Taken by flash at night, the winning photo shows a rock mouse licking viscous nectar off a pagoda lily, which sheds pollen on the mouse’s nose to be carried to the next lily.
A researcher monitoring black-browed albatross (Thalassarche melanophrys) colonies on a Falkland island was moved by the sight of a mother feeding her chick.
Even on a single blossom, many ecological processes are in play. A crab spider chows down on a bee that had just filled his “saddlebags” with pollen; a moth looks for nectar; and the edges of some petals show possible signs of fungal blight.
During the winter, king penguin chicks (Aptenodytes patagonicus) huddle together by the thousands while the parents are away fishing to fend off giant petrels that hunt them.
In Central Chile, a parasitoid fly swoops in to attack a Camponotus morosus ant. The ant was involved in a fight with ants from another nest, and the fly might have found its target by getting a whiff of the ants’ alarm chemicals.

Slideshow: Photo contest captures stunning interplay between plants and animals

More than most researchers, ecologists pay heed to the complex interplay between plants, animals, and the environment. And sometimes they capture the best interactions on film. In 2012, recognizing that there might be hidden photographic gems among all the data slides in ecologists’ collections, the journal BMC Ecology established a photo contest. Anyone affiliated with a research institution can win up to $400 for a photo or visualization image that best captures the aesthetics of ecological interactions.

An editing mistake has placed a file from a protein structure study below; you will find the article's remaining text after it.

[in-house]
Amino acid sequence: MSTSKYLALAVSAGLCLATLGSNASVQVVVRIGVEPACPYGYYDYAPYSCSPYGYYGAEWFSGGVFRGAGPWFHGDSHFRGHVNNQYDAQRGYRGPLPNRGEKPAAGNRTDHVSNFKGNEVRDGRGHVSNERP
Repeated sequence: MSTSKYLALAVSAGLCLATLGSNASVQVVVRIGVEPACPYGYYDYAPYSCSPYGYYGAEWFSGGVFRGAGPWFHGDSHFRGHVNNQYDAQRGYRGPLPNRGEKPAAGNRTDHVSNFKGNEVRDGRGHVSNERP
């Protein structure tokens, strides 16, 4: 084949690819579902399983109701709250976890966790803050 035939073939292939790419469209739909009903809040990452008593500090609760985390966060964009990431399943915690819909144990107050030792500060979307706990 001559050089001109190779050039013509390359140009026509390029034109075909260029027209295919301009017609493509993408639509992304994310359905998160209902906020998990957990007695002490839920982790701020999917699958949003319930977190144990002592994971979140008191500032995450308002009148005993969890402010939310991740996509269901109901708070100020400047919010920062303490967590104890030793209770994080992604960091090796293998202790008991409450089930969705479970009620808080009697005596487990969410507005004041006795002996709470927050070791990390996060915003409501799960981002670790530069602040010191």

In this second round of the annual competition, the journal’s editorial board and a guest judge, Caspar Henderson, author of The Book of Barely Imagined Beings: A 21st Century Bestiary, picked a furry pollinator as the winner from among 313 entries submitted by 94 researchers. With her picture, ecologist Petra Wester from Heinrich Heine University Düsseldorf in Germany documented for the first time that the Namaqua rock mouse (Aethomys namaquensis) pollinates the pagoda lily (Whiteheadia bifolia) in South Africa. The runner-up was a close-up of an albatross feeding her chick, and other images ranging from huddled penguin chicks to a visualization of simulations of predator-prey interactions and the evolution of camouflage earned recognition as the best photos on various subfields, such as behavioral and physiological ecology, landscape ecology, and ecosystems and theoretical ecology and models.